The State presented a great deal of evidence at trial incriminating Brinson.  The jury heard testimony concerning Brinson’s speech impediment, the palm and fingerprint matches, and a DNA sample taken from saliva found in the victim’s underwear that matched the DNA of Brinson.  

An investigating officer testified to the initial evidence that led to the arrest of Brinson as follows:

[ASSISTANT SOLICITOR:] What did you do with the hinge lift after you - - after you did that?

[OFFICER:] I kept it in my possession. A suspect had been developed through description.  I examined a fingerprint card that was in the sexual offender registry of that certain suspect.

Brinson’s counsel promptly moved for a mistrial based on the reference to the sex offender registry and the possible inference of a prior record.  Counsel further contended the error could not be cured with an instruction to the jury.  After a stern warning to the solicitor not to introduce any other references to any prior record of Brinson, the court denied the motion.  Brinson renewed his motion for a mistrial at the close of the State’s case.  Again denying the motion, the court stated:

[M]y recollection of the testimony was that the detective said he went to check the sex offender registry.  He never testified that the defendant was on the sex offender registry and . . . I felt it was proper for a law enforcement officer, where a sex crime had occurred, to check the sex offender registry.  I did not feel that any prejudice from that testimony had occurred to the defendant, tying the defendant’s prior record to that testimony, although I felt it was dangerous ground and warned the witness to be careful as to his testimony . . .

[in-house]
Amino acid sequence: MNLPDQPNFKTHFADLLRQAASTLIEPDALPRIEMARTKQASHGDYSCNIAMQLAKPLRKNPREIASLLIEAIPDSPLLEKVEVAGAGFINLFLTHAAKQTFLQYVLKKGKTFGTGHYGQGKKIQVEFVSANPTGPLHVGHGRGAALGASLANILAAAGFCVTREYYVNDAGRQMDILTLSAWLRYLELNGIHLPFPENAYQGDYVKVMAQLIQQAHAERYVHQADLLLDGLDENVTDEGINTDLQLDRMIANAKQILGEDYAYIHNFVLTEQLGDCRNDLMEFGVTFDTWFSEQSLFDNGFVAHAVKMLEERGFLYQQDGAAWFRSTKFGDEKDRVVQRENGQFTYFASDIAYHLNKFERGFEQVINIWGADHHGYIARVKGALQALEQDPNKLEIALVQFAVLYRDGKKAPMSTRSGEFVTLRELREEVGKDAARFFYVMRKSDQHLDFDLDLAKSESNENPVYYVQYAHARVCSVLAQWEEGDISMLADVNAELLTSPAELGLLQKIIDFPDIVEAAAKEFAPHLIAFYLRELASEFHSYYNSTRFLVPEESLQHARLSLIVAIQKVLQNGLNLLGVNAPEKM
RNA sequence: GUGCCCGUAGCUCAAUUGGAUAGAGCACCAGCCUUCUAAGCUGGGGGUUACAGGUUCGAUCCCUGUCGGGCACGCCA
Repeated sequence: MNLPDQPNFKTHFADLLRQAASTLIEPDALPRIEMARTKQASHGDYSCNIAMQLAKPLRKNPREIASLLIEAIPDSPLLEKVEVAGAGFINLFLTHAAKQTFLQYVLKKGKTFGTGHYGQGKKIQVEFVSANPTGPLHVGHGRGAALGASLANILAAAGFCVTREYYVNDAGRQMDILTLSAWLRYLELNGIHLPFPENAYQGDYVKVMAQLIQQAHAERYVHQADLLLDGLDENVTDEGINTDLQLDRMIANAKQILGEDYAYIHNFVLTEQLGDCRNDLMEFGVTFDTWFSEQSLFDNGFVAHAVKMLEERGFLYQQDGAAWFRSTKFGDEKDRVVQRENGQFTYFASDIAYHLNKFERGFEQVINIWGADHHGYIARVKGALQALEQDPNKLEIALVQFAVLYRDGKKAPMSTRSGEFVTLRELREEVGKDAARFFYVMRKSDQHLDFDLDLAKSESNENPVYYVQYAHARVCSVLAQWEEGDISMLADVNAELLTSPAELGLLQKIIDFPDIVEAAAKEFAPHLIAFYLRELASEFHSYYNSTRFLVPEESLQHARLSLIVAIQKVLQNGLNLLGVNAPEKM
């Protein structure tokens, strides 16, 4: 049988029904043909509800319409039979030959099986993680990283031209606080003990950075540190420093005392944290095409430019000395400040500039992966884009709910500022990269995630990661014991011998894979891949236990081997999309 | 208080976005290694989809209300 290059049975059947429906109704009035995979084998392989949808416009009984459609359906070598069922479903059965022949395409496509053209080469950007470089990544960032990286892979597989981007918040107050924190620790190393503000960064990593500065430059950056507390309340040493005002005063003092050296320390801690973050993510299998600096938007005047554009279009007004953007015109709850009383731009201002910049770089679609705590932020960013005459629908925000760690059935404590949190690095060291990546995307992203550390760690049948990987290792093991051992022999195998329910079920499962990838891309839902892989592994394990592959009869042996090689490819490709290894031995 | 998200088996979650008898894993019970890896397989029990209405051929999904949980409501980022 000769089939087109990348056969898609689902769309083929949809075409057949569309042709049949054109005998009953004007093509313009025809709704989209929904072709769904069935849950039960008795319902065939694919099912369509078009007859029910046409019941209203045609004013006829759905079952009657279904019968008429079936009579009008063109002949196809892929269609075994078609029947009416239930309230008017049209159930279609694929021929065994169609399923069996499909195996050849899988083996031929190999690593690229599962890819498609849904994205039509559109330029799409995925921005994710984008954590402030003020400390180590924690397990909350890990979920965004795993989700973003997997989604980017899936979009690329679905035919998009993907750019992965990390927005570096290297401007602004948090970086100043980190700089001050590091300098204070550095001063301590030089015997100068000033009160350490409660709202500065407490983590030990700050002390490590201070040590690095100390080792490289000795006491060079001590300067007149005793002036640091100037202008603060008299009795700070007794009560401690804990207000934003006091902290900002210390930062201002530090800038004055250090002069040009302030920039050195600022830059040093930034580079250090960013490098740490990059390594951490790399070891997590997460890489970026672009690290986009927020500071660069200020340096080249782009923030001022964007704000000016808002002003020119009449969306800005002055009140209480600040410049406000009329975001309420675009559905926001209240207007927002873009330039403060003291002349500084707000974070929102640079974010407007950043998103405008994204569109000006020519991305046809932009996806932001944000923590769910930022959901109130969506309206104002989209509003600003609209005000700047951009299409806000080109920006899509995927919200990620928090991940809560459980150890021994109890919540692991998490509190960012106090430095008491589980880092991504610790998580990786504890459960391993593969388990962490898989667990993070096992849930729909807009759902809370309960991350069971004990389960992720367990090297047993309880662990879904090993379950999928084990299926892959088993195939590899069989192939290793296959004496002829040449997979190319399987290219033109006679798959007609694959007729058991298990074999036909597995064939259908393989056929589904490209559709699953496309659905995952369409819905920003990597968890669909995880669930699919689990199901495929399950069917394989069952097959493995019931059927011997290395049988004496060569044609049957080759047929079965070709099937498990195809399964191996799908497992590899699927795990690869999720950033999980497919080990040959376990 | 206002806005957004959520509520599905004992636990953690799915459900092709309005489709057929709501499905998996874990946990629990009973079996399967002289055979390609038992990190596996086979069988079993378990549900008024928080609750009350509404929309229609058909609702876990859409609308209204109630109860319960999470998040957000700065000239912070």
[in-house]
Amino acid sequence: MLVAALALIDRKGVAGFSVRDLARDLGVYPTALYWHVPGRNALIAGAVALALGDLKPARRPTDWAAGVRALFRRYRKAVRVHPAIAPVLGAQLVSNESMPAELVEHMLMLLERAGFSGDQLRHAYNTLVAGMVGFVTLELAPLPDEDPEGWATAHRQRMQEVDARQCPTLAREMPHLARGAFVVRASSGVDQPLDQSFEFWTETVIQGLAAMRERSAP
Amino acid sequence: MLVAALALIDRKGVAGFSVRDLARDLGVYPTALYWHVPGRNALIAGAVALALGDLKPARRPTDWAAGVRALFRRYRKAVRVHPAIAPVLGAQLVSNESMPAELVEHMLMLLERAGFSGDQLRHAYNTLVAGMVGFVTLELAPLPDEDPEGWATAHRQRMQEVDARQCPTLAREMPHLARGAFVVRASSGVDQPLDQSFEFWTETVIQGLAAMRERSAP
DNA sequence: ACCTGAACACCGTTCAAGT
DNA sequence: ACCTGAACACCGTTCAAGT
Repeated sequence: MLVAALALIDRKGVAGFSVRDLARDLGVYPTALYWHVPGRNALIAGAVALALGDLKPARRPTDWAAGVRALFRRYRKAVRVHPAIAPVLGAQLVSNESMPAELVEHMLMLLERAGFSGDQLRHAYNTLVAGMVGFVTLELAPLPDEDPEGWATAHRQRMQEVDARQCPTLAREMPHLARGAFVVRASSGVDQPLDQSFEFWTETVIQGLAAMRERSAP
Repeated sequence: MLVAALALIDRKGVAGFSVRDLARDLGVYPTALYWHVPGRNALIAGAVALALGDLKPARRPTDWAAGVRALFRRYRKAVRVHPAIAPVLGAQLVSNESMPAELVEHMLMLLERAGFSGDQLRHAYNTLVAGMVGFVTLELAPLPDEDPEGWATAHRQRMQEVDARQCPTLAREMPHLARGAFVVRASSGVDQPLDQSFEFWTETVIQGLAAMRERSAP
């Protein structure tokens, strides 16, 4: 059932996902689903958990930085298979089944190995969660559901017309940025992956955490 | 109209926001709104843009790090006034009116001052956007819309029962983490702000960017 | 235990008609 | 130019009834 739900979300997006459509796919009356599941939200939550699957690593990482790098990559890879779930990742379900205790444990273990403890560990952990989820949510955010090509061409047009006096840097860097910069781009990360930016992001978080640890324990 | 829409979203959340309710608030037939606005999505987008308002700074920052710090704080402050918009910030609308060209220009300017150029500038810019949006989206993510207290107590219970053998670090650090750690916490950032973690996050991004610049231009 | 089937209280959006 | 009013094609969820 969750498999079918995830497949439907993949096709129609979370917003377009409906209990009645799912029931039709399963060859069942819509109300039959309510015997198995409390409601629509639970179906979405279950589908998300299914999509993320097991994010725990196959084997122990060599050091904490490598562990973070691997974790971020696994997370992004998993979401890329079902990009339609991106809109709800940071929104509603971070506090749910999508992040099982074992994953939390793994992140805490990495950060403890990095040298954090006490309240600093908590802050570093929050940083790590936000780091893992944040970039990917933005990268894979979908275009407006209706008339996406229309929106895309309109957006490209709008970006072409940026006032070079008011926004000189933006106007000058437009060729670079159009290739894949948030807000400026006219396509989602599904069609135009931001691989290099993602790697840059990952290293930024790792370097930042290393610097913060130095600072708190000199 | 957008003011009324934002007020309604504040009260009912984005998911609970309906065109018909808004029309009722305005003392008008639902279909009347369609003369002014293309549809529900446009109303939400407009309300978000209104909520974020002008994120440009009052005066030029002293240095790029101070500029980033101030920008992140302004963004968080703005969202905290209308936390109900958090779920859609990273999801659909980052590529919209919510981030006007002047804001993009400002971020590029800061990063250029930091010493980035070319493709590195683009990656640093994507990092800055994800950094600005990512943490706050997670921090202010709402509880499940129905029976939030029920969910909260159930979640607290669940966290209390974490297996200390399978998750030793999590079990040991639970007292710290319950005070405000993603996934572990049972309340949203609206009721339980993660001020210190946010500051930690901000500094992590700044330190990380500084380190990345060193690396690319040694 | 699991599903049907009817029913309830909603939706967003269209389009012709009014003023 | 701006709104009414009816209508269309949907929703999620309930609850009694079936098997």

The jury convicted Brinson of all three charges.  Due to his prior record, the court sentenced Brinson under section 17-25-45 to three concurrent terms of life imprisonment without the possibility of parole.  S.C. Code Ann. § 17-25-45 (2003 & Supp. 2003) (outlining South Carolina’s two/three strikes law).  Brinson appeals.

DISCUSSION

I.          DENIAL OF MOTION FOR MISTRIAL

Brinson argues the circuit court erred in denying his motion for a mistrial.  He contends the officer’s testimony concerning the fingerprint match obtained from the sex offender registry card of “that certain suspect” was prejudicial to the degree of tainting the trial on all charges. [2]   We disagree.

The decision to grant or deny a mistrial is within the sound discretion of the trial judge; hence, we must only determine if this discretion was abused.  State v. Harris, 340 S.C. 59, 63, 530 S.E.2d 626, 627-28 (2000); State v. Dawkins, 297 S.C. 386, 392, 377 S.E.2d 298, 301 (1989).  The grant of a mistrial is an extreme measure that should only be used when absolutely necessary.  Harris, 340 S.C. at 63, 530 S.E.2d at 628; State v. Council, 335 S.C. 1, 13, 515 S.E.2d 508, 514 (1999), cert. denied, 528 U.S. 1050 (1999); State v. Beckham, 334 S.C. 302, 310, 513 S.E.2d 606, 610 (1999).  In order to receive a mistrial, a defendant must show error and prejudice. Harris, 340 S.C. at 63, 530 S.E.2d at 628.